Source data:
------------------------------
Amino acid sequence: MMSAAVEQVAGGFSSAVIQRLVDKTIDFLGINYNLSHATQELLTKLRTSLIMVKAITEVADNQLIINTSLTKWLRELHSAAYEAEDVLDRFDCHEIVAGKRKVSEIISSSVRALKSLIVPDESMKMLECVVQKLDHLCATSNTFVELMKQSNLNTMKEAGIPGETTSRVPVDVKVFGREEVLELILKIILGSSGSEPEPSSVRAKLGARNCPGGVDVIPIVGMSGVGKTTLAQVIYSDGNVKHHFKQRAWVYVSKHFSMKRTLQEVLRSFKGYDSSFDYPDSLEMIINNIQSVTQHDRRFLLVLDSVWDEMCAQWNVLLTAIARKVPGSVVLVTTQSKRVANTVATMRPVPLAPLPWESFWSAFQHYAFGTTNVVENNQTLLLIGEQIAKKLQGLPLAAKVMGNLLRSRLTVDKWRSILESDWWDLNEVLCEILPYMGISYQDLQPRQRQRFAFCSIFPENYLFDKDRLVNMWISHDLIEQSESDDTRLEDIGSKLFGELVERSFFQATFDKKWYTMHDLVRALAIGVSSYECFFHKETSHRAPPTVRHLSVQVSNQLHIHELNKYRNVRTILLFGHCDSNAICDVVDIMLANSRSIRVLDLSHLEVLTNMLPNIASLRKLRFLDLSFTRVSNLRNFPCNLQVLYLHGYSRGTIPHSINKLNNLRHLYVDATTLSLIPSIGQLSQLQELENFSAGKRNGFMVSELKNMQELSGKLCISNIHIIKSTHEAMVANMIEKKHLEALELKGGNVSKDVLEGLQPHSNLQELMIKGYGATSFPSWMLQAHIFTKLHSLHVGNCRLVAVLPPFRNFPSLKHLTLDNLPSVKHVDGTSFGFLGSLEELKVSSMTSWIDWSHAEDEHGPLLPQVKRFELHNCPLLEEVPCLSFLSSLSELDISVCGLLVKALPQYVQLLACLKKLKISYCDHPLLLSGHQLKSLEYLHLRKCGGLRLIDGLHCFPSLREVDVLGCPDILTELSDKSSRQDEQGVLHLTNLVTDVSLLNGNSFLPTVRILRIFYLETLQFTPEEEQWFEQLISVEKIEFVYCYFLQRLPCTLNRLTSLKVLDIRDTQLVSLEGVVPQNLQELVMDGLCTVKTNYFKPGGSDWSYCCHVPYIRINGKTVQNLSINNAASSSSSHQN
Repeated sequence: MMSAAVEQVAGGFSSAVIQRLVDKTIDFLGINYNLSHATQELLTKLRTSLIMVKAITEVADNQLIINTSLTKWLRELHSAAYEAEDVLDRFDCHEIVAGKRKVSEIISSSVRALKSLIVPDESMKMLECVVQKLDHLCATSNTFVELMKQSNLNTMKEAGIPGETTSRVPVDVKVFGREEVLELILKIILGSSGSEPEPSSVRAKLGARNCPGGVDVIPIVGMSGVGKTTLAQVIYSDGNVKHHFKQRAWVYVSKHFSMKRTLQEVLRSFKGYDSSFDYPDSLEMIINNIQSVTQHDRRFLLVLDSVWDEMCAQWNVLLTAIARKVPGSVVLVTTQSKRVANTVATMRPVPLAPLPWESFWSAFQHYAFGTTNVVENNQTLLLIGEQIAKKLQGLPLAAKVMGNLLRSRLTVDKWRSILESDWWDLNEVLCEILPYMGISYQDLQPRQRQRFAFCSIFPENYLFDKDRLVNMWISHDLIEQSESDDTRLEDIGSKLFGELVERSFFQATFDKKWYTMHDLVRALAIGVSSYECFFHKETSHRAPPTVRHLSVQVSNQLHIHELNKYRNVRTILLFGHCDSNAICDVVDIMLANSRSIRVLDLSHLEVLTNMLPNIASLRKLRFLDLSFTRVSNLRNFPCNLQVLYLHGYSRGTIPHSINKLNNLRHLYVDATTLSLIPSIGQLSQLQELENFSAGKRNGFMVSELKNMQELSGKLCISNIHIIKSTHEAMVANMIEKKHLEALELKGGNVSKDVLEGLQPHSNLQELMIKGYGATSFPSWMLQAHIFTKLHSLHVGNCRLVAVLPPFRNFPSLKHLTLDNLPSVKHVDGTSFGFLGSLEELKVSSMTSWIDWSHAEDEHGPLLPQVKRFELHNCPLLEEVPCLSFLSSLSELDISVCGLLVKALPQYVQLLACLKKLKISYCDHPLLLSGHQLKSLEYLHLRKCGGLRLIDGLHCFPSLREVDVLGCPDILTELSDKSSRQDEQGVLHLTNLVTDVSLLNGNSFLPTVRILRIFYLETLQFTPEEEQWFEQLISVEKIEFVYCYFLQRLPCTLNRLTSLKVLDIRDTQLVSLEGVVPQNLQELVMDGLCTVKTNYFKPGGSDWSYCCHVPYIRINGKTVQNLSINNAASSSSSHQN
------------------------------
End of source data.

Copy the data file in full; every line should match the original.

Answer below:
Amino acid sequence: MMSAAVEQVAGGFSSAVIQRLVDKTIDFLGINYNLSHATQELLTKLRTSLIMVKAITEVADNQLIINTSLTKWLRELHSAAYEAEDVLDRFDCHEIVAGKRKVSEIISSSVRALKSLIVPDESMKMLECVVQKLDHLCATSNTFVELMKQSNLNTMKEAGIPGETTSRVPVDVKVFGREEVLELILKIILGSSGSEPEPSSVRAKLGARNCPGGVDVIPIVGMSGVGKTTLAQVIYSDGNVKHHFKQRAWVYVSKHFSMKRTLQEVLRSFKGYDSSFDYPDSLEMIINNIQSVTQHDRRFLLVLDSVWDEMCAQWNVLLTAIARKVPGSVVLVTTQSKRVANTVATMRPVPLAPLPWESFWSAFQHYAFGTTNVVENNQTLLLIGEQIAKKLQGLPLAAKVMGNLLRSRLTVDKWRSILESDWWDLNEVLCEILPYMGISYQDLQPRQRQRFAFCSIFPENYLFDKDRLVNMWISHDLIEQSESDDTRLEDIGSKLFGELVERSFFQATFDKKWYTMHDLVRALAIGVSSYECFFHKETSHRAPPTVRHLSVQVSNQLHIHELNKYRNVRTILLFGHCDSNAICDVVDIMLANSRSIRVLDLSHLEVLTNMLPNIASLRKLRFLDLSFTRVSNLRNFPCNLQVLYLHGYSRGTIPHSINKLNNLRHLYVDATTLSLIPSIGQLSQLQELENFSAGKRNGFMVSELKNMQELSGKLCISNIHIIKSTHEAMVANMIEKKHLEALELKGGNVSKDVLEGLQPHSNLQELMIKGYGATSFPSWMLQAHIFTKLHSLHVGNCRLVAVLPPFRNFPSLKHLTLDNLPSVKHVDGTSFGFLGSLEELKVSSMTSWIDWSHAEDEHGPLLPQVKRFELHNCPLLEEVPCLSFLSSLSELDISVCGLLVKALPQYVQLLACLKKLKISYCDHPLLLSGHQLKSLEYLHLRKCGGLRLIDGLHCFPSLREVDVLGCPDILTELSDKSSRQDEQGVLHLTNLVTDVSLLNGNSFLPTVRILRIFYLETLQFTPEEEQWFEQLISVEKIEFVYCYFLQRLPCTLNRLTSLKVLDIRDTQLVSLEGVVPQNLQELVMDGLCTVKTNYFKPGGSDWSYCCHVPYIRINGKTVQNLSINNAASSSSSHQN
Repeated sequence: MMSAAVEQVAGGFSSAVIQRLVDKTIDFLGINYNLSHATQELLTKLRTSLIMVKAITEVADNQLIINTSLTKWLRELHSAAYEAEDVLDRFDCHEIVAGKRKVSEIISSSVRALKSLIVPDESMKMLECVVQKLDHLCATSNTFVELMKQSNLNTMKEAGIPGETTSRVPVDVKVFGREEVLELILKIILGSSGSEPEPSSVRAKLGARNCPGGVDVIPIVGMSGVGKTTLAQVIYSDGNVKHHFKQRAWVYVSKHFSMKRTLQEVLRSFKGYDSSFDYPDSLEMIINNIQSVTQHDRRFLLVLDSVWDEMCAQWNVLLTAIARKVPGSVVLVTTQSKRVANTVATMRPVPLAPLPWESFWSAFQHYAFGTTNVVENNQTLLLIGEQIAKKLQGLPLAAKVMGNLLRSRLTVDKWRSILESDWWDLNEVLCEILPYMGISYQDLQPRQRQRFAFCSIFPENYLFDKDRLVNMWISHDLIEQSESDDTRLEDIGSKLFGELVERSFFQATFDKKWYTMHDLVRALAIGVSSYECFFHKETSHRAPPTVRHLSVQVSNQLHIHELNKYRNVRTILLFGHCDSNAICDVVDIMLANSRSIRVLDLSHLEVLTNMLPNIASLRKLRFLDLSFTRVSNLRNFPCNLQVLYLHGYSRGTIPHSINKLNNLRHLYVDATTLSLIPSIGQLSQLQELENFSAGKRNGFMVSELKNMQELSGKLCISNIHIIKSTHEAMVANMIEKKHLEALELKGGNVSKDVLEGLQPHSNLQELMIKGYGATSFPSWMLQAHIFTKLHSLHVGNCRLVAVLPPFRNFPSLKHLTLDNLPSVKHVDGTSFGFLGSLEELKVSSMTSWIDWSHAEDEHGPLLPQVKRFELHNCPLLEEVPCLSFLSSLSELDISVCGLLVKALPQYVQLLACLKKLKISYCDHPLLLSGHQLKSLEYLHLRKCGGLRLIDGLHCFPSLREVDVLGCPDILTELSDKSSRQDEQGVLHLTNLVTDVSLLNGNSFLPTVRILRIFYLETLQFTPEEEQWFEQLISVEKIEFVYCYFLQRLPCTLNRLTSLKVLDIRDTQLVSLEGVVPQNLQELVMDGLCTVKTNYFKPGGSDWSYCCHVPYIRINGKTVQNLSINNAASSSSSHQN